I’m Mike Oliver, and my wife Maria suffers from a rare and severe form of Peripheral Resistance to Thyroid Hormone and lives in constant hypothyroid state. She has no medical care. Ashley was very kind to let us post some information on her blog about Maria’s condition and our family’s struggle to cure her disease.
My wife was a wonderful artist and a successful designer but now this disease has stripped her of the ability to do all the things she loved. Her illness affects peripheral tissues, which are resistant to Thyroid Hormone, a hormone we need to live; without it, our body functions slow down and organs malfunction; if left untreated, hypothyroidism can cause a slew of diseases like diabetes, cancer and others; it can even kill. Maria has been battling it for the last 6 years, and although she is taking medication, her illness is getting progressively worse day after day. Continue reading
This little miracle is the reason I’ve been absent. Please welcome my son, Jasper.
Alright, so it’s been a while, I’m working more than I thought I would. With Christmas around the corner, countless doctor’s appointments, and life in general my writing has taken a hit.
The good news is, I’ve been healthy, really healthy. I added a small bit of Synthroid (T4) to my ginormous Cytomel (T3) dose and (fingers crossed) it seems to be working.
I haven’t felt this good, during the fall months, in years.
That’s all I’m going to say for now— I don’t want to jinx it!
What else can I tell you? Well…the whole baby-making adventure has been a gong show. We finally have my primary doctor on board, but when we went for our initial consult with the OBGYN it didn’t go as planned. She told us getting pregnant would be extremely dangerous and that we needed to hold off trying to conceive.
She didn’t know enough about my illness to let us move forward. Ugh!! Continue reading
It is one thing to feel sick, it is another to look sick. I’ve written before on how hard it is for me to look at photos of myself from times when I’ve been ill and I wish I could tell you I’m too zen now to let it bother me…I’m not.
I’ve been feeling well lately but I am in constant fear that the heavier, puffier, paler version of myself could make an appearance at any time. And before you know it I’m trying to force 10lbs of sugar into a 5lb bag (or jeans) that fit just one week ago. Damn you hormones!
I know I’m not the only one who feels this way, those of us living with a chronic illness are forced to deal with our “body image” sooner or later. At times we can look like someone else, someone we don’t recognize in the mirror; our changing appearance can be caused by medications, treatments or just the illness itself.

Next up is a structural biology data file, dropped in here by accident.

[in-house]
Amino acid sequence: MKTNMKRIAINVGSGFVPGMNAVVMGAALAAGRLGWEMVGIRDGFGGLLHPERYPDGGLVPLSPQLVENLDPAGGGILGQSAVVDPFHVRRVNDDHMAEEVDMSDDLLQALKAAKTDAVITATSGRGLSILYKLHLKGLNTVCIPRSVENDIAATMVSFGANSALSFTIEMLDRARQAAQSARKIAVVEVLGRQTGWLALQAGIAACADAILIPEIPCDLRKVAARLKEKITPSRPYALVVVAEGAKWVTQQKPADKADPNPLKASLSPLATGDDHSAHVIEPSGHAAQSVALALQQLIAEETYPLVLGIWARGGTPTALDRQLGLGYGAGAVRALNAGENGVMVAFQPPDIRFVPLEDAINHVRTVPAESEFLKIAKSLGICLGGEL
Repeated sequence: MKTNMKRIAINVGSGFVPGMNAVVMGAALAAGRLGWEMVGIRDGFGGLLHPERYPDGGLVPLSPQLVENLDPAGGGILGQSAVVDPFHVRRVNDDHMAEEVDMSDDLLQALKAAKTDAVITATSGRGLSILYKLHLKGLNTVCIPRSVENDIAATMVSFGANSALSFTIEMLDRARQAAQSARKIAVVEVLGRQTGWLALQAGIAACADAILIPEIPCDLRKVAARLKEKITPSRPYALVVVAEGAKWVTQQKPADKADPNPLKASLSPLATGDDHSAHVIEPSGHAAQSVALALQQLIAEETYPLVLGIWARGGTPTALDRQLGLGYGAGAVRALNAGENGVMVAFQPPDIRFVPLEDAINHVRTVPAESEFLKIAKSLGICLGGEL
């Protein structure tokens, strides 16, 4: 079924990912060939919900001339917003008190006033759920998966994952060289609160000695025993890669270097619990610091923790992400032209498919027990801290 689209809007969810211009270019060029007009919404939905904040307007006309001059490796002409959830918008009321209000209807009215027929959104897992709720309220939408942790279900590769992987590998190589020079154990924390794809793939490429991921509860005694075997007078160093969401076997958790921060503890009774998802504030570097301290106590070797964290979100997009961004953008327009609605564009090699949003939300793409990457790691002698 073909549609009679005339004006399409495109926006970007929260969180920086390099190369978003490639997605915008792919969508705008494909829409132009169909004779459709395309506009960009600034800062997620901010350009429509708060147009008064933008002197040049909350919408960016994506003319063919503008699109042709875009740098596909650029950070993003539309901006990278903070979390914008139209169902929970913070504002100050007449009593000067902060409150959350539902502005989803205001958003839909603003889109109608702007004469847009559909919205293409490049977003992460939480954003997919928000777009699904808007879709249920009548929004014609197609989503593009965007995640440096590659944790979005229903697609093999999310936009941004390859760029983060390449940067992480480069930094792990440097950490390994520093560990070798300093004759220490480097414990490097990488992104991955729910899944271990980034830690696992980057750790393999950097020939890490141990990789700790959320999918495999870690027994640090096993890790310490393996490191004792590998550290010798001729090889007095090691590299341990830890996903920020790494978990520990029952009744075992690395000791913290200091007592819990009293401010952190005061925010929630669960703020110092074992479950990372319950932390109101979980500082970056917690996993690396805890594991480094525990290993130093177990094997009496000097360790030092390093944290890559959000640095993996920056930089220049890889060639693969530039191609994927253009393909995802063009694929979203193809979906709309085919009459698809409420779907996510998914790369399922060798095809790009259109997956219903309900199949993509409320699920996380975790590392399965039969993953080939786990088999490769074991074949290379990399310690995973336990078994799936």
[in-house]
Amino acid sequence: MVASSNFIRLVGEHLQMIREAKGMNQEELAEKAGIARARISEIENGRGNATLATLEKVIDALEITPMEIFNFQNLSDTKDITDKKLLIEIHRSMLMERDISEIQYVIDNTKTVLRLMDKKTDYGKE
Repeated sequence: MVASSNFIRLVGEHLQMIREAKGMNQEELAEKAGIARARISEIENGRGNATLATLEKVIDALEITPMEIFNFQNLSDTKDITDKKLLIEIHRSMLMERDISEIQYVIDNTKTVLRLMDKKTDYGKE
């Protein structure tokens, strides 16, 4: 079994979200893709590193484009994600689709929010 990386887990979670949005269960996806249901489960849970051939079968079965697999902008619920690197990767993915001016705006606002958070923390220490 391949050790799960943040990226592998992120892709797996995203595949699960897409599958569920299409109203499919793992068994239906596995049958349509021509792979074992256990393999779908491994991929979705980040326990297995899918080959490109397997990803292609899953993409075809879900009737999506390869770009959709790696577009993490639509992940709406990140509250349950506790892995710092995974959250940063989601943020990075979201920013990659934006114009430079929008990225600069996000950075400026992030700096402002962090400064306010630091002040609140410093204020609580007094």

In one of my favorite books chronically ill Dr. Naomi Remen writes on how she goes up and down dress sizes depending on her medications. Over a year she can weigh varying amounts and her closet accommodates for this. Amen, sister.
I don’t have an easy solution to deal with your body image, it is something I’m still working on. But I do know this: the people who truly love you pay little attention to your physical appearance. They see your sense of humor, your kindness, your thoughtfulness, they see what makes you, you and that can never be taken away by illness.
Readers, how do you deal with looking ill?
A lovely lady by the name of Allison contacted me in early September in the hopes of contributing her expertise to Searching for Health. I, of course, was happy to oblige and continue to encourage anyone interested in guest posting to contact me.
So, who is this guest blogger? Allison is a writer for psychologydegree.net and has been a curious student of psychology since high school. She brings her understanding of the mind to work in the weird world of internet marketing.
When our bodies are compromised, we struggle with them. Maybe you feel betrayed that your body won’t allow you to move the way you used to, or you feel frustrated that getting sick is a lot easier than it was before. It doesn’t take a psychology degree to know that coping with such a significant change is incredibly difficult. Whether you’ve had to reduce your work hours because of your condition, or you can’t run with your kids the way you used to be able to, there’s no need to feel hopeless.
If you’ve been diagnosed with a chronic illness, know that there are still ways for you to be useful and involved with your local community despite your diagnosis. Continue reading